RENEE MONTAGNE, HOST:
As we just heard from Mara, immigration is on the president's agenda. And as we know, Latinos were a key to his victory in November, turning out in big numbers and supporting Mr. Obama by more than two-to-one over Mitt Romney. Now those voters want to make absolutely sure that he does something he did not do in his first term - really push for comprehensive immigration reforms.
The head of the inauguration, NPR national political correspondent Don Gonyea has been talking to Latino activists.
DON GONYEA, BYLINE: Let's start with a group of Latinos - young and old, some U.S. citizens, some undocumented - heading from Florida to Washington for the inauguration and for meetings with members of Congress. As caravans go, it's a small one - 13 people, two vans. I caught up with them in Charlotte, North Carolina.
The group is pushing President Obama to follow through on past promises to fix a broken immigration system. They also want him to suspend deportations, which have reached record levels in his first term. Thirty-year-old Daniel Barajas.
DANIEL BARAJAS: Politicians sit there and they preach and taunt and use about family values, and how a society to succeed it needs great family values. But they just sit there on the side, twiddling their thumbs, while families are being ripped apart daily.
GONYEA: Barajas says he sees the president as the lesser of two evils. He says Republicans are far worse with their calls for a high-tech border fence and talk of self-deportation. Another member of the caravan takes a more positive tone. Twenty-year-old Carlos Lopez has never been to Washington and has never seen the president, let alone an inauguration.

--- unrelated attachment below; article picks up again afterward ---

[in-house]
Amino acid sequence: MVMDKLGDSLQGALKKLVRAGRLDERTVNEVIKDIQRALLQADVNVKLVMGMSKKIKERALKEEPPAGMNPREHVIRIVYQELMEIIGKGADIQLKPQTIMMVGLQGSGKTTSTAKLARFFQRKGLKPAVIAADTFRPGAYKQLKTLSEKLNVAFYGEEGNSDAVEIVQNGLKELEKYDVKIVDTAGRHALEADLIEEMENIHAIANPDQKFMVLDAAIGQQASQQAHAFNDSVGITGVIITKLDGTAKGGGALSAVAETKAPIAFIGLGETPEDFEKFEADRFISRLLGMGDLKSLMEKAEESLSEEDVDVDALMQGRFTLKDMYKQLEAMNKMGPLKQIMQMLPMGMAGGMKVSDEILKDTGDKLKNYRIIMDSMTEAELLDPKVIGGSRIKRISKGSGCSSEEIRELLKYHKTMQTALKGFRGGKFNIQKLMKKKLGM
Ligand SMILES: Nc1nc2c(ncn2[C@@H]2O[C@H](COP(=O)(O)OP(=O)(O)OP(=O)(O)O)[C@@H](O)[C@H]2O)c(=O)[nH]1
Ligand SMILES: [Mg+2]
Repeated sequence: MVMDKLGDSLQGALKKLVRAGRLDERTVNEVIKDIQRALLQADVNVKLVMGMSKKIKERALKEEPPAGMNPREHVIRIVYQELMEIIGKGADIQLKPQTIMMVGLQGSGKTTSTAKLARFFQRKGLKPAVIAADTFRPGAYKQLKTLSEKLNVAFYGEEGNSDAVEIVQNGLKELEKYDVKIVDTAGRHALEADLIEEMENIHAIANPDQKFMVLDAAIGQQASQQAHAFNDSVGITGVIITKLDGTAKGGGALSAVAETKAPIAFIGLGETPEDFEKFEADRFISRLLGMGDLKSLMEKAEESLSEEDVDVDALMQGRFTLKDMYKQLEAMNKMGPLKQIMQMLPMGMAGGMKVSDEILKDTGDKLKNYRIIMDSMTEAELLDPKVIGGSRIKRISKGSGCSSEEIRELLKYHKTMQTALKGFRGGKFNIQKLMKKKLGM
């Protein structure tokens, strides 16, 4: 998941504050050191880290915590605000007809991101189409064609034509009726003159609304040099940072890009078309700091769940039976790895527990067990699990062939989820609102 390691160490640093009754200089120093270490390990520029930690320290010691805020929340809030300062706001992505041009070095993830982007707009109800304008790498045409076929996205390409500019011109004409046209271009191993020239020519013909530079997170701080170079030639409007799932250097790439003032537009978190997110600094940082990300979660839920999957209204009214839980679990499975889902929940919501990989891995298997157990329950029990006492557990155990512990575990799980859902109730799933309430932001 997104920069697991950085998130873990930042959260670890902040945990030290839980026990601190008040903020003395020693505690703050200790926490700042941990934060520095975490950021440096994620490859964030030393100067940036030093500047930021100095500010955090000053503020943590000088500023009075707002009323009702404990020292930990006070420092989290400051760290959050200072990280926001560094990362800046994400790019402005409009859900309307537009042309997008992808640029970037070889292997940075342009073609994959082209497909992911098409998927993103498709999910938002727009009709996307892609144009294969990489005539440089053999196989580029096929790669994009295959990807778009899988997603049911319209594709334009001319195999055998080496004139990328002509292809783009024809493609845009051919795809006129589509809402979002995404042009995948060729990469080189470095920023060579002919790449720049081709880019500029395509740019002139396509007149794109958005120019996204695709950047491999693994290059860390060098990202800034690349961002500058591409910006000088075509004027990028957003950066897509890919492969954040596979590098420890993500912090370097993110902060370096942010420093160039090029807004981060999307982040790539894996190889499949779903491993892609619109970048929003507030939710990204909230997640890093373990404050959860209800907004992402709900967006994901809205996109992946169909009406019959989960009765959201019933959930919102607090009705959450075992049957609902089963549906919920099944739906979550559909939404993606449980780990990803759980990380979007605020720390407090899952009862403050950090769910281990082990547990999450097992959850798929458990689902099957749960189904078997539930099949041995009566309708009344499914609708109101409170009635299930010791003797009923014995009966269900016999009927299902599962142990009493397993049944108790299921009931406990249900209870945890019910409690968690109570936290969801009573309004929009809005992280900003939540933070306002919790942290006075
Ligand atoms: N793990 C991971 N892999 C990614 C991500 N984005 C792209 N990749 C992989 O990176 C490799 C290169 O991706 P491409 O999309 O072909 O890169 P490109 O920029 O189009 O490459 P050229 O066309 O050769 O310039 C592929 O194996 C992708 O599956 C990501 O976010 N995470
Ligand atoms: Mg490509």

CARLOS LOPEZ: One of the reasons that I'm pretty excited about it is because I've never been to one. So it's going to be really interesting. There's going to be a lot of people. And I've never seen snow, because I've been stuck in Florida this whole time. So I'm pretty excited about that as well.
GONYEA: I don't think it's going to snow.
LOPEZ: Oh. OK. OK.
GONYEA: Lopez says he's happy to take part in the celebration of a new term for President Obama. There is, however, a but.
LOPEZ: I think the but is Obama promised immigration reform four years ago and didn't do anything. And now he's said it again. He's promised it, you know. And that's what I came here to push him and make sure he knows that we're there. And we're going to be pushing till it comes through, you know.
GONYEA: For Latinos, their lopsided vote in support of the president in the election, their strong turnout and their overall population growth make them a rising political force. Some key Republicans, including Speaker John Boehner, Senator Marco Rubio and others, now also see risk in taking a hard line and alienating these voters.
Yesterday in Washington another immigration reform group called the Campaign for Citizenship held an event featuring the so-called Dreamers - young people who were brought to the U.S. as children and remain undocumented. The DREAM Act, which failed to pass last year, would have provided for them a path to citizenship. Alejandra Gomez lives in New Mexico; she told the emotional story about her two brothers' deportation last year.
ALEJANDRA GOMEZ: So my prayers for 2013 is that President Obama and the Congress will act to finally fix our immigration system and create a path to citizenship for families like mine, so that families like mine can reunite. Thank you for listening to my story.
GONYEA: Gomez said she does support the president, and urged others to do so in the November election. But she also says now is the time for this issue to be settled. The president again begins a term of office by calling immigration a priority. Latinos hope that's for real this time. Don Gonyea, NPR News, Washington.
NPR transcripts are created on a rush deadline by Verb8tm, Inc., an NPR contractor, and produced using a proprietary transcription process developed with NPR. This text may not be in its final form and may be updated or revised in the future. Accuracy and availability may vary. The authoritative record of NPR’s programming is the audio record.